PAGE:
Tuesday, May 22, 2018

Sloth Bear and my field experiment

Hello everyone!

Life in the mara is good! There has been less rain here in Serena Camp, so we have been able to go on evening obs consistently. I’ve spent a lot of time at the dens and other popular hyena hang out spots conducting my scent discrimination trials. In case you have forgotten (I don’t blame ya), I am conducting trials to investigate the type of information being encoded in hyena paste (scent gland secretions). I present hyenas with the scent/paste of 2 alien hyenas they have never met before and record the amount of time they spend sniffing, biting, and rubbing on the stimulus. The paste sample usually comes from an alien adult female and an alien adult immigrant male.

The scent trials are highly entertaining; for example, here is sloth bear loving these sticks:

Making a tough choice:

Sloth bear is my most active participant. He never fails to sniff and interact with the sticks at every trial, and he spends the most time at the sticks than any other hyena! His mom spends the entire time following him around (to nurse I presume), but all sloth bear wants to do is be around those sticks! When his mom gets tired of this, she goes towards my sticks, gives them a brief sniff, and then pulls them from the ground; effectively terminating my trial 😅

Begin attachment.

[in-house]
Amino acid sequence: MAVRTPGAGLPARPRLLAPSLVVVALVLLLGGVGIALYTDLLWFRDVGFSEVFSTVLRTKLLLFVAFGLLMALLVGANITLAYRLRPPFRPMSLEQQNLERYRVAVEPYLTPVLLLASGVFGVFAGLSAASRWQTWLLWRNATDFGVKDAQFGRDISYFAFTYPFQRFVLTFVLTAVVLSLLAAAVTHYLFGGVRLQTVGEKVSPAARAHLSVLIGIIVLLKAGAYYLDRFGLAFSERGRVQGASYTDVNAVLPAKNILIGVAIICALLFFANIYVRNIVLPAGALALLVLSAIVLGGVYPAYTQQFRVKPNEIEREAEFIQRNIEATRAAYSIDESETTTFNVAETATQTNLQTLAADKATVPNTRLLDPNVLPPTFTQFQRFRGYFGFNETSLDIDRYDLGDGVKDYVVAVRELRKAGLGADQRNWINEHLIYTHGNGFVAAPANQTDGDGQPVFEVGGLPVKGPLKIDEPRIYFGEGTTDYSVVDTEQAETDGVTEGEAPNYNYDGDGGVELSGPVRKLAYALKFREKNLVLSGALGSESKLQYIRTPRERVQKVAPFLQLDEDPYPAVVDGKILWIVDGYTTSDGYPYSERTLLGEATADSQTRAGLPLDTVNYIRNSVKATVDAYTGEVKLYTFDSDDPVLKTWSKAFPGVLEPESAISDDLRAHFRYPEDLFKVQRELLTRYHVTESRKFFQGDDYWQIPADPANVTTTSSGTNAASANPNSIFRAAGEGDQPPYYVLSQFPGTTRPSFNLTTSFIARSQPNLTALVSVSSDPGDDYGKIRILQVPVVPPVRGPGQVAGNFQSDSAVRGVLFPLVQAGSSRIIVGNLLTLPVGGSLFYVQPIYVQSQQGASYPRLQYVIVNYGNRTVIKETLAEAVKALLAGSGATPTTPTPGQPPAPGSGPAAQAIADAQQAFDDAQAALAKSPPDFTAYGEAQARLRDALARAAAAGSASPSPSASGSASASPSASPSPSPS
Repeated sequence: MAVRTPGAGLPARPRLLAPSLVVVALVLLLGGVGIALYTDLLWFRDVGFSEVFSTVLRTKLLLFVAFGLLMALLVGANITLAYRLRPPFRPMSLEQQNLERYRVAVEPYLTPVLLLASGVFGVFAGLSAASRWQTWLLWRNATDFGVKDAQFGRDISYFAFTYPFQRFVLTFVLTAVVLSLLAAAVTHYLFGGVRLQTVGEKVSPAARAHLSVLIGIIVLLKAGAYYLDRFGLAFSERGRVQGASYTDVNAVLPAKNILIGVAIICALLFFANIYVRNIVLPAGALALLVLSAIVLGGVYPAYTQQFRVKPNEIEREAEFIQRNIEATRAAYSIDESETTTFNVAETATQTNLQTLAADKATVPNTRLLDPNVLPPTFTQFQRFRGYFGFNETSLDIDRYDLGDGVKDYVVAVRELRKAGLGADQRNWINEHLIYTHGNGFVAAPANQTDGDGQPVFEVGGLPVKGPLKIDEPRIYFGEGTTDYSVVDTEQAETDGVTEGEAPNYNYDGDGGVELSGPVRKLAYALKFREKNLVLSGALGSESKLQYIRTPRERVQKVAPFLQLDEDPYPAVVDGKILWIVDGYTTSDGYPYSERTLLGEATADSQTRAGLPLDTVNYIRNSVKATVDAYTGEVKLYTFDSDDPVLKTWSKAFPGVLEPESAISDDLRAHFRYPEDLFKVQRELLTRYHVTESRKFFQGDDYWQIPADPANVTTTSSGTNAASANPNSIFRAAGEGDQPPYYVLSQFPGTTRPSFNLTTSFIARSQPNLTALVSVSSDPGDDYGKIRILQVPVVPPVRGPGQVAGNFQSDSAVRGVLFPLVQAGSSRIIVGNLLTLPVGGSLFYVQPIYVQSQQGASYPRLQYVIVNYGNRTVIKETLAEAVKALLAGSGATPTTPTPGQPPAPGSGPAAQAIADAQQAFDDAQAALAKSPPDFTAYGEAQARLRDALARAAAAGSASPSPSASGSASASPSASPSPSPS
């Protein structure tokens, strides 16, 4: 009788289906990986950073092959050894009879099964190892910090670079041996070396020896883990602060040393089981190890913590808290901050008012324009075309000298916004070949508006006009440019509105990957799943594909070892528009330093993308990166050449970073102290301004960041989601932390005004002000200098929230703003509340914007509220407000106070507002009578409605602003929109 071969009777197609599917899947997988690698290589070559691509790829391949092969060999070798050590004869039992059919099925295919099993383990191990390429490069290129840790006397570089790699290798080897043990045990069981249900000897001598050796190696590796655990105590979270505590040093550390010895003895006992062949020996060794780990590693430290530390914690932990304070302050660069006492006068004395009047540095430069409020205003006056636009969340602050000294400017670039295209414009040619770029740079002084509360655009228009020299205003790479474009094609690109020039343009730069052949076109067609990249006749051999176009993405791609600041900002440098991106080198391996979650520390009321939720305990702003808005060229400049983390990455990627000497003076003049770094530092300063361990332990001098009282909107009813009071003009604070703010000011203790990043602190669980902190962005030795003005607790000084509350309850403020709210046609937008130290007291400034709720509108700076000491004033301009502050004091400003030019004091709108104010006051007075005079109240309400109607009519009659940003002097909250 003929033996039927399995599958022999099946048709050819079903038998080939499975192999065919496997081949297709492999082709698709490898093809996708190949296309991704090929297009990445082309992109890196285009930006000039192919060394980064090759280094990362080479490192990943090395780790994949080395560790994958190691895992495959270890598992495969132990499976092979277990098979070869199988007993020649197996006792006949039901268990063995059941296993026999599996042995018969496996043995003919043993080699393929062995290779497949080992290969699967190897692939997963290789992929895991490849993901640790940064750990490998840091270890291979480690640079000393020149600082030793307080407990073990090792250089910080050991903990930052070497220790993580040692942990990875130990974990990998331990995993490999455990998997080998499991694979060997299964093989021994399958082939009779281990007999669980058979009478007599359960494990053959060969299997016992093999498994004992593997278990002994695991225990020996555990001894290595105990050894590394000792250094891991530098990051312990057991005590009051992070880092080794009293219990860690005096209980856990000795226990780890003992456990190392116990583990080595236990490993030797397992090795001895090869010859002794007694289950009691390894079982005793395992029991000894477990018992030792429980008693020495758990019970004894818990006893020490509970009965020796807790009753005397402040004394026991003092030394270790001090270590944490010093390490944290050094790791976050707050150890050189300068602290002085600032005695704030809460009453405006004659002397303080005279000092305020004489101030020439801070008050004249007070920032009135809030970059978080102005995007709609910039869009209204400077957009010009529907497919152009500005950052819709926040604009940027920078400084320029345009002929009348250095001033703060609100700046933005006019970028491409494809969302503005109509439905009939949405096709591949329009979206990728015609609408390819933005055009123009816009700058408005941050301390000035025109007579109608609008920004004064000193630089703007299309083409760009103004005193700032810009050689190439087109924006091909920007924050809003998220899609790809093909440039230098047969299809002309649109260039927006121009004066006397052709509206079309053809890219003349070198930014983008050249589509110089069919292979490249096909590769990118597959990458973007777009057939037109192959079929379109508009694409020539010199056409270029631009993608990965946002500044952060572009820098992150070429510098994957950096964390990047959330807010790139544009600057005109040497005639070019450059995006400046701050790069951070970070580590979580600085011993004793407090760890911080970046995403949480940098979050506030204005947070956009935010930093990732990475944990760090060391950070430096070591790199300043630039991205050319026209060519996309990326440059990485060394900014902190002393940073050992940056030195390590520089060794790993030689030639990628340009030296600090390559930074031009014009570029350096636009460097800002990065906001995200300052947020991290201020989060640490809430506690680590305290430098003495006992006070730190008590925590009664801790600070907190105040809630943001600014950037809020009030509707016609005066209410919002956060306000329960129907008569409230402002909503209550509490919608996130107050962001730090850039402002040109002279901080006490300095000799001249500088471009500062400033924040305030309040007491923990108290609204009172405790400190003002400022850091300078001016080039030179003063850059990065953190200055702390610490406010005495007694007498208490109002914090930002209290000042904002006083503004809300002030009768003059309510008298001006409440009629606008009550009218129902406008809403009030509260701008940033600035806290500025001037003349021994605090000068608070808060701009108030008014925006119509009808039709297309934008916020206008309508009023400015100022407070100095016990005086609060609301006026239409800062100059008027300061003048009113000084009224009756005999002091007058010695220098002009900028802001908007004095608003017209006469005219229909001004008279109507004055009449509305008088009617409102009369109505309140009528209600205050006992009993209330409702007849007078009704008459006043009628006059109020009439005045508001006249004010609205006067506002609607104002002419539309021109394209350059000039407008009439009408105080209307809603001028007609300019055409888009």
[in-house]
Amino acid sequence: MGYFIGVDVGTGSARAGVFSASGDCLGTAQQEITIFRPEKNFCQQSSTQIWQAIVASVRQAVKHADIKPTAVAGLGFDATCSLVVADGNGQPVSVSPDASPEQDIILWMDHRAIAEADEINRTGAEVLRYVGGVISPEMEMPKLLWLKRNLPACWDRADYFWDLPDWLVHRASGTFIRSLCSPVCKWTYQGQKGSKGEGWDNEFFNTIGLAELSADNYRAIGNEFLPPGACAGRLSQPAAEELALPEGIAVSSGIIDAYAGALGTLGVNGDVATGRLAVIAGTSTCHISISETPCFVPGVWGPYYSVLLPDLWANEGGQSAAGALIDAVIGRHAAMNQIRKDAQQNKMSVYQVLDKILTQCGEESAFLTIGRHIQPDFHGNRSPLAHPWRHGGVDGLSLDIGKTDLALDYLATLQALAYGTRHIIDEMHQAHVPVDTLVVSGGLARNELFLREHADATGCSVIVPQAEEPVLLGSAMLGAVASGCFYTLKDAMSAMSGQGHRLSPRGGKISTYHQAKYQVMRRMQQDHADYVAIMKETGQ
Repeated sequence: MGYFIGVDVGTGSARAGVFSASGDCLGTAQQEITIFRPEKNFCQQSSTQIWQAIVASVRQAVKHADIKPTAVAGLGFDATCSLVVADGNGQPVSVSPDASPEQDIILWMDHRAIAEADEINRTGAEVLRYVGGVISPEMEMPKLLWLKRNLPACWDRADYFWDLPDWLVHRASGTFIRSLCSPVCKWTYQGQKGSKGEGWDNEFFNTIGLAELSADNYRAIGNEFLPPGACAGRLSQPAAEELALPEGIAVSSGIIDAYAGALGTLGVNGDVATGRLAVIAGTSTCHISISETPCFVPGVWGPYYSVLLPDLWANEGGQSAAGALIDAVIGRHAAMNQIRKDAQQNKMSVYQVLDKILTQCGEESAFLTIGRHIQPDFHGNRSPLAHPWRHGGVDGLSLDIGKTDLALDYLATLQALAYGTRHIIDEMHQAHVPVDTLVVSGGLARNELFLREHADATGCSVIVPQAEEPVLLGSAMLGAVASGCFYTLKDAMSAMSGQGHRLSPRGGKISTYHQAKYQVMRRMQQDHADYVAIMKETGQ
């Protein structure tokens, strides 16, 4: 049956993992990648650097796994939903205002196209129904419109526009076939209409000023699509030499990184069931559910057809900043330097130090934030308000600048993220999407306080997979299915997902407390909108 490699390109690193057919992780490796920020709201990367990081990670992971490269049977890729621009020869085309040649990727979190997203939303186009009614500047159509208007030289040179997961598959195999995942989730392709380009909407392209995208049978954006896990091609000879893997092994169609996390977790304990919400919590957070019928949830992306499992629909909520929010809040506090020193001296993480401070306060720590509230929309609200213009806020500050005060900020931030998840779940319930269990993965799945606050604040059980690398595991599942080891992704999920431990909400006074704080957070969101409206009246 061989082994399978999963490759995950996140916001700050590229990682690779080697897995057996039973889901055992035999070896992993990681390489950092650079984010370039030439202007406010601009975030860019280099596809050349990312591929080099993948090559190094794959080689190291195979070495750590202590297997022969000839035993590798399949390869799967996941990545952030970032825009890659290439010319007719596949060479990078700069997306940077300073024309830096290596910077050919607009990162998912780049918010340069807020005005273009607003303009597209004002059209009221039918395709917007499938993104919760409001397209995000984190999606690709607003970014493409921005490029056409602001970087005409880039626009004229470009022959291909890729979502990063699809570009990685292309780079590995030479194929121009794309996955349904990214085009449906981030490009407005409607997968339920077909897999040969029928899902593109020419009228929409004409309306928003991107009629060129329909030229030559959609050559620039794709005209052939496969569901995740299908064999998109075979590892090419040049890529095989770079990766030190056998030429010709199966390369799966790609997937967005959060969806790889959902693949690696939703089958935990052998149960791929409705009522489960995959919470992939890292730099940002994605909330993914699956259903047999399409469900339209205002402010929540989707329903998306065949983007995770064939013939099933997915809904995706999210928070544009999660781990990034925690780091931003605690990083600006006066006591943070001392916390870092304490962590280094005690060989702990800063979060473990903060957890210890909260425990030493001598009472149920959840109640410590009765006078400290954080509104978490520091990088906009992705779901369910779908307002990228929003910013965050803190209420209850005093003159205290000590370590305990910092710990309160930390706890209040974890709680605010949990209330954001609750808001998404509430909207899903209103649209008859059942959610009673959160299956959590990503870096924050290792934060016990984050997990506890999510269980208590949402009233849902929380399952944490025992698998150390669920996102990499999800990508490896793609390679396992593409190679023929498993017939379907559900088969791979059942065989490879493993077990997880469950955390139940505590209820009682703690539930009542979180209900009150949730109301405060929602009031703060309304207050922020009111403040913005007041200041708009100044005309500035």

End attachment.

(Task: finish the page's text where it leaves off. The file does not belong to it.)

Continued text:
Sometimes the cubs are not interested in the sticks or are bored by them:

and instead engage in vigorous play, which is very fun to watch:

In my last post, I mentioned how I was having difficulty getting adult participation. There were 2 problems: 1) I was not seeing many adults at the dens, and 2) those that were at the dens, were hesitant to approach the sticks. What I have been doing now, at least with our south clan, is to drive down tracks that hyenas frequent. This has been successful, and I have been getting adults and subadults to sniff the sticks that way. The other good thing about this method is that once one hyena arrives, others follow shortly.

My other project has been to collect fecal samples from antelope and other masai mara mammalian fauna (like elephants, mongoose, warthogs), which usually involves hanging out by a herd, waiting to see if an individual defecates, going towards that area (or what I thought was the area because my distance perception is flawed), and then spend a few minutes searching for the pellets amidst the tall grass! They blend in very well.

Sometimes we find them, sometimes we don’t! 

We’ll until next time! 

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